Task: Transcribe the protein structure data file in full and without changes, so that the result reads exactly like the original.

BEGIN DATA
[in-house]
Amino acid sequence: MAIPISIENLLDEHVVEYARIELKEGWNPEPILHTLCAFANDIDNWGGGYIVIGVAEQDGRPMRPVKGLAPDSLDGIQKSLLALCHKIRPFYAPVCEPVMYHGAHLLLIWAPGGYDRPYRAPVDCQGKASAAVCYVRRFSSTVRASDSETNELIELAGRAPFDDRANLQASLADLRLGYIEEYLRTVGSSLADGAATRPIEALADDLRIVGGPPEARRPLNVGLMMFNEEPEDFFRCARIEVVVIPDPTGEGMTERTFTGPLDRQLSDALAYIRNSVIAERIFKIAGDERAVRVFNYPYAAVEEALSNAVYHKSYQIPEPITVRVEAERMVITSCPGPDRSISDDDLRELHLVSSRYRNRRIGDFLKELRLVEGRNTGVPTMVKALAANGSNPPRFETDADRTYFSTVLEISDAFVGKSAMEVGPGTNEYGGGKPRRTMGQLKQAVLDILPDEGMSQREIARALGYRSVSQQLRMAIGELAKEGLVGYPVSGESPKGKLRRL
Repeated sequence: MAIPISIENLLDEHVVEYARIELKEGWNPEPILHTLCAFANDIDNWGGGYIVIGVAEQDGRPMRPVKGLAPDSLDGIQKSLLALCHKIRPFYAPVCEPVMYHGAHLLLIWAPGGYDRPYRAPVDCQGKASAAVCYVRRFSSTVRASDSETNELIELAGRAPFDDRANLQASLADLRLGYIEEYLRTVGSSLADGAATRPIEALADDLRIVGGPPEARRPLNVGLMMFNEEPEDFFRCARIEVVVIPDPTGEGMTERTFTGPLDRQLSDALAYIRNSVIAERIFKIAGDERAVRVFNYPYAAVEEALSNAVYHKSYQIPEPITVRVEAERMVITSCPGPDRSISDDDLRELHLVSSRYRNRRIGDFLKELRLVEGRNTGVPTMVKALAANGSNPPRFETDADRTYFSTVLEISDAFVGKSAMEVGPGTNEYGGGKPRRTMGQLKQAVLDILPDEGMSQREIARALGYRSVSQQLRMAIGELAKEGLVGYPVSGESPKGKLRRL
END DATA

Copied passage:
[in-house]
Amino acid sequence: MAIPISIENLLDEHVVEYARIELKEGWNPEPILHTLCAFANDIDNWGGGYIVIGVAEQDGRPMRPVKGLAPDSLDGIQKSLLALCHKIRPFYAPVCEPVMYHGAHLLLIWAPGGYDRPYRAPVDCQGKASAAVCYVRRFSSTVRASDSETNELIELAGRAPFDDRANLQASLADLRLGYIEEYLRTVGSSLADGAATRPIEALADDLRIVGGPPEARRPLNVGLMMFNEEPEDFFRCARIEVVVIPDPTGEGMTERTFTGPLDRQLSDALAYIRNSVIAERIFKIAGDERAVRVFNYPYAAVEEALSNAVYHKSYQIPEPITVRVEAERMVITSCPGPDRSISDDDLRELHLVSSRYRNRRIGDFLKELRLVEGRNTGVPTMVKALAANGSNPPRFETDADRTYFSTVLEISDAFVGKSAMEVGPGTNEYGGGKPRRTMGQLKQAVLDILPDEGMSQREIARALGYRSVSQQLRMAIGELAKEGLVGYPVSGESPKGKLRRL
Repeated sequence: MAIPISIENLLDEHVVEYARIELKEGWNPEPILHTLCAFANDIDNWGGGYIVIGVAEQDGRPMRPVKGLAPDSLDGIQKSLLALCHKIRPFYAPVCEPVMYHGAHLLLIWAPGGYDRPYRAPVDCQGKASAAVCYVRRFSSTVRASDSETNELIELAGRAPFDDRANLQASLADLRLGYIEEYLRTVGSSLADGAATRPIEALADDLRIVGGPPEARRPLNVGLMMFNEEPEDFFRCARIEVVVIPDPTGEGMTERTFTGPLDRQLSDALAYIRNSVIAERIFKIAGDERAVRVFNYPYAAVEEALSNAVYHKSYQIPEPITVRVEAERMVITSCPGPDRSISDDDLRELHLVSSRYRNRRIGDFLKELRLVEGRNTGVPTMVKALAANGSNPPRFETDADRTYFSTVLEISDAFVGKSAMEVGPGTNEYGGGKPRRTMGQLKQAVLDILPDEGMSQREIARALGYRSVSQQLRMAIGELAKEGLVGYPVSGESPKGKLRRL